Wednesday, March 21, 2007

Siblings foster awareness of Darfur

Events in Ketchum attract many to cause


By DANA DUGAN
Express Staff Writer

The plight of Darfur, Sudan, was a subject on the minds and lips of many people here over the past week. The Sun Valley Center for Arts threw open its doors Thursday night for a reception to promote "Darfur: A Call for Compassion," a multidisciplinary presentation that ran through Monday.

Gretchen Steidle Wallace, 32, and her brother, former U.S. Marine Capt. Brian Steidle, 30, discussed and signed their book, "The Devil Came on Horseback," and screened a film of the same name on Steidle's time in Darfur as one of three U.S. military observers for the African Union.

The Steidles' father is Rear Adm. Craig E. Steidle, USN Ret.

The tour's appearance here was sponsored by the Sun Valley Center for the Arts, the Wood River Jewish Community and by Wood River Valley residents Edgar Bronfman Jr., Larry and Rebekah Helzel, Alan and Wendy Pesky, Judith and Richard Smooke, and Kiril Sokoloff.

At a reception Thursday, March 15, at the Sun Valley Center for the Arts, several Wood River High School students peppered Wallace with questions. Michael Heidrich, a senior at Wood River High School, asked about going to Darfur to help. Wallace's advice: If you go, be careful. She said the most important thing people can do is divest from companies who do business with the Sudanese government, and send han-written letters to your members of Congress asking them take action.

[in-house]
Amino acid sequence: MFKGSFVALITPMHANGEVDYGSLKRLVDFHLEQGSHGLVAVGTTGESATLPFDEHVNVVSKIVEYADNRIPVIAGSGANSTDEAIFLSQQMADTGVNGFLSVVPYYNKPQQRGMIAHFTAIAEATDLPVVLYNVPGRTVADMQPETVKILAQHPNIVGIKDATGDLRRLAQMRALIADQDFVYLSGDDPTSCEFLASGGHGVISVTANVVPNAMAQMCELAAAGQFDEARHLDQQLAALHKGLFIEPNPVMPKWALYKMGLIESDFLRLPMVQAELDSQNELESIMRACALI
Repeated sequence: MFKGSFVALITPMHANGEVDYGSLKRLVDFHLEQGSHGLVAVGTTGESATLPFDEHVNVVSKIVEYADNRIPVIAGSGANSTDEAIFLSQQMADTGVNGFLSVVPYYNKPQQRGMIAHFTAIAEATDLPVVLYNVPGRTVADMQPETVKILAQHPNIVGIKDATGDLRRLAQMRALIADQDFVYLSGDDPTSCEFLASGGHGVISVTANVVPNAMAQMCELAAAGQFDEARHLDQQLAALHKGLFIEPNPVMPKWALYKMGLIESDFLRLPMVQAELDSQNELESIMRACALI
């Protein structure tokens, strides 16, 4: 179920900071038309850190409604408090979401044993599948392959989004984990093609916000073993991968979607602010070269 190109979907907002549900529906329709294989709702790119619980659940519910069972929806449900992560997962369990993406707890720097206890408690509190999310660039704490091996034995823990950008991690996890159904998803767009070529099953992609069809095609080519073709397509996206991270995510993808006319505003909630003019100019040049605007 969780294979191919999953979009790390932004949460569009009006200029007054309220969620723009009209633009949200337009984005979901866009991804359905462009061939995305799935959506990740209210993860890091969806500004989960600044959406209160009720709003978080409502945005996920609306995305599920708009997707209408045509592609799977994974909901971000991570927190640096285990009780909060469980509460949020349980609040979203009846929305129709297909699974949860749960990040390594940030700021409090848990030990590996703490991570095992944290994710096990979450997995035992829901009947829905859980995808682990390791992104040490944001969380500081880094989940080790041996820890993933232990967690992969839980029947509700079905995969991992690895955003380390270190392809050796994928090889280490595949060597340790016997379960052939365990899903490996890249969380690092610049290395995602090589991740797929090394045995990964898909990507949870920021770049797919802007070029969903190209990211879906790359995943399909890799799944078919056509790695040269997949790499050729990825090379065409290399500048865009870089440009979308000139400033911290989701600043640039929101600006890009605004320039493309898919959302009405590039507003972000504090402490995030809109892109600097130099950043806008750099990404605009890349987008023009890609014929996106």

Wallace, who co-wrote the book "The Devil Came on Horseback" with her brother, founded Global Grassroots after graduating from Tuck Business School at Dartmouth University. Her organization is working on the ground in Africa with victims of genocide.

In 1999 at Tuck, New York and Ketchum resident Alan Pesky made a presentation on the Lee Pesky Learning Center, based in Boise.

"I was fascinated about why more businesses where not more socially responsibly," Wallace said. "Alan challenged me to design a summer internship that dealt with corporate responsibility."

After working for Ashoka, a global association of the world's leading social entrepreneurs, she realized this was what she wanted to do.

"I had an idea in me—the spread of social entrepreneur-ship," she said. "When Brian went to Sudan in 2004, I had just left to go to Africa to see what work was being done on HIV/AIDS. This is where Global Grassroots really coalesced."

When she returned to the U.S., Steidle told her about Sudan. They made plans then to work on that region. "It's been really inspiring working with Brian," she said. "He's a huge advocate for our work during this tour on Darfur."

"Women bear the greatest burden," she continued. "Women are raped and many are infected with AIDs. It is a tool of war. It breaks apart families. Children are infected. In Darfur, it's especially risky for women. They are jailed for having illegal intercourse and pregnancies. Then they are assaulted in jail."

In Chad, the neighboring country to Darfur, Global Grassroots is helping to implement projects in a refugee camp.

At an orphanage, 60 widows who are genocide survivors care for 227 children, a third of whom are orphans. Global Grassroots has launched five projects with this group.

"Everything has a social purpose," Wallace said. "The refugees have great dreams. We want to fill niches that other organizations are not creating. The refugees need to see their own ideas take fruition.

"When they see their own projects succeed it's a powerful tool. Strengthen a woman and you strengthen a whole society."




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